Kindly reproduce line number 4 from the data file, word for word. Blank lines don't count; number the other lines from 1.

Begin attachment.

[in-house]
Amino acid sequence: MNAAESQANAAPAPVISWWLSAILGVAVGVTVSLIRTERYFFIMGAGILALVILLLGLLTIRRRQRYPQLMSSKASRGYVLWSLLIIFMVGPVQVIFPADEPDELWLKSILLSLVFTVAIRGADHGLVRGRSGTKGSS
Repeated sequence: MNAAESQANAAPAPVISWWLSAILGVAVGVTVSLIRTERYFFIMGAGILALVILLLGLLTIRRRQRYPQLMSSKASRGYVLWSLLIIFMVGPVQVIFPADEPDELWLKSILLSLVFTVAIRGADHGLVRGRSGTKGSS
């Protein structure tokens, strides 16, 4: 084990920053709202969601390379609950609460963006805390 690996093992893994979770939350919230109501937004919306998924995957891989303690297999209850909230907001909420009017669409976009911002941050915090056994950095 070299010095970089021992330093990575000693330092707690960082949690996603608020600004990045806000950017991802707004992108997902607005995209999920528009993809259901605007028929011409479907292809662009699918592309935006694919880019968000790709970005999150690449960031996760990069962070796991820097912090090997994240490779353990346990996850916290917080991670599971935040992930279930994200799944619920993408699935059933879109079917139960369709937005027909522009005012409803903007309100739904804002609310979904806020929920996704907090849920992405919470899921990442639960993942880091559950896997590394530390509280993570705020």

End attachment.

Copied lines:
């Protein structure tokens, strides 16, 4: 084990920053709202969601390379609950609460963006805390 690996093992893994979770939350919230109501937004919306998924995957891989303690297999209850909230907001909420009017669409976009911002941050915090056994950095 070299010095970089021992330093990575000693330092707690960082949690996603608020600004990045806000950017991802707004992108997902607005995209999920528009993809259901605007028929011409479907292809662009699918592309935006694919880019968000790709970005999150690449960031996760990069962070796991820097912090090997994240490779353990346990996850916290917080991670599971935040992930279930994200799944619920993408699935059933879109079917139960369709937005027909522009005012409803903007309100739904804002609310979904806020929920996704907090849920992405919470899921990442639960993942880091559950896997590394530390509280993570705020």